No one is really safe when an excessive, prolonged heat wave occurs. Extreme heat conditions can dangerously push the human body beyond its ability to maintain a normal body temperature. Citizens who are most at risk for becoming ill from excessive, prolonged heat are those who are overweight, alcoholic, elderly, young, or sick.
It is important that you are aware that over-exposure to excessive heat can be fatal.
The best thing you can do when an excessive heat wave occurs is reduce outdoor activities and spend the day indoors. If you must go out during the hottest part of the day,
- Dress in light-colored, loose clothing. Stay out of the direct rays of the sun as this can add 15 degrees to the temperature.
- Use a good sunscreen and wear a wide-brimmed hat. A sunburn reduces the skin’s ability to cool itself.
- Take plenty of water with you.
- Stay away from alcoholic beverages. Alcohol makes the heat’s effect on the human body much worse.
How To Recognize A Heat Stroke
Recognizing the symptoms associated with a Heat Stoke can actually save your life. Although not everyone suffers from the same symptoms as listed below, the most common symptoms of Heat Stroke are:
- You will start to feel sick, with a severe headache, nausea and a high fever.
- Your body will stop sweating, so your body cannot regulate its temperature.
- Your skin will become hot and dry.
- If you or people around you don’t recognize your symptoms as Heat Stroke, you will collapse and become comatose. You can possibly die.
- Other symptoms of heat stroke include dizziness, fatigue, agitation, confusion or disorientation, a rapid heartbeat, flushed skin, hallucinations, and seizures.
If a Person Collapses Due to Heat
If a person collapses due to the effects of heat, try to cool them down immediately with a garden hose or towels soaked in cool water. If they are conscious, give them water to drink. You should immediately call Campbell County Dispatch at 911 and request medical attention for the person whether they are conscious or not.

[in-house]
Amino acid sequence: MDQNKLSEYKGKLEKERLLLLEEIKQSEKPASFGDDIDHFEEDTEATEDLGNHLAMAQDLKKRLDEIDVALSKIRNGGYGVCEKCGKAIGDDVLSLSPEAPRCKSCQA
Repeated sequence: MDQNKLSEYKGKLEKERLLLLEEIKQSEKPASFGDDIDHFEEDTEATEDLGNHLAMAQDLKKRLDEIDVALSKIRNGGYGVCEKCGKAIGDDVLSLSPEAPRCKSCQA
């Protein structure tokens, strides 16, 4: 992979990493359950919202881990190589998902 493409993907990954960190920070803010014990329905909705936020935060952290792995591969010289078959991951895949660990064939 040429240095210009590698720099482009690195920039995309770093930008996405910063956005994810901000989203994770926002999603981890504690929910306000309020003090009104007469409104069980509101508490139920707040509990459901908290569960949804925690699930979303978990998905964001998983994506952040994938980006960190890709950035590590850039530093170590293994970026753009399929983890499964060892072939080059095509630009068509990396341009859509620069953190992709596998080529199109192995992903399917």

Here are some tips that can help minimize the heat’s effect on you and your family:
- Spend time in an air conditioned room, if even for only 2 hours a day. Air conditioning can significantly reduce the risk of heat-related illness.
- If your home or apartment is not air conditioned, the best place to be in your home is on the lowest floor out of the sunshine. There are also public buildings that you can go to cool down, such as a library, heat shelter, and shopping mall.
- Keep your bathtub filled with cool water so if you need to cool off, you can sit in the tub. The human body will cool down 25 times faster this way than just sitting in an air-conditioned room. Remember that small children need supervision in a bathtub, so never leave them alone.
- Keep inside window shades drawn and close the blinds to keep the heat out. Keep lights turned off or on low, if needed.
- Eat small meals frequently and avoid high-protein foods High protein foods can increase the body’s metabolic heat.
- Citizens with chronic illnesses that require regular use of medications should check with their physicians to discuss how to handle the hot weather. Certain prescription medications can reduce the body’s ability to sweat, making it difficult to cool down. Some over-the-counter medications, like those that treat Hay Fever, can also reduce the body’s ability to sweat.
The best way to avoid a Heat Stroke is to avoid going outdoors, or staying outdoors for a prolonged period of time, during the hottest part of the day.
Also, drink plenty of water so your body can maintain its normal temperature.
If you feel a Heat Stoke may be occurring, immediately call 911.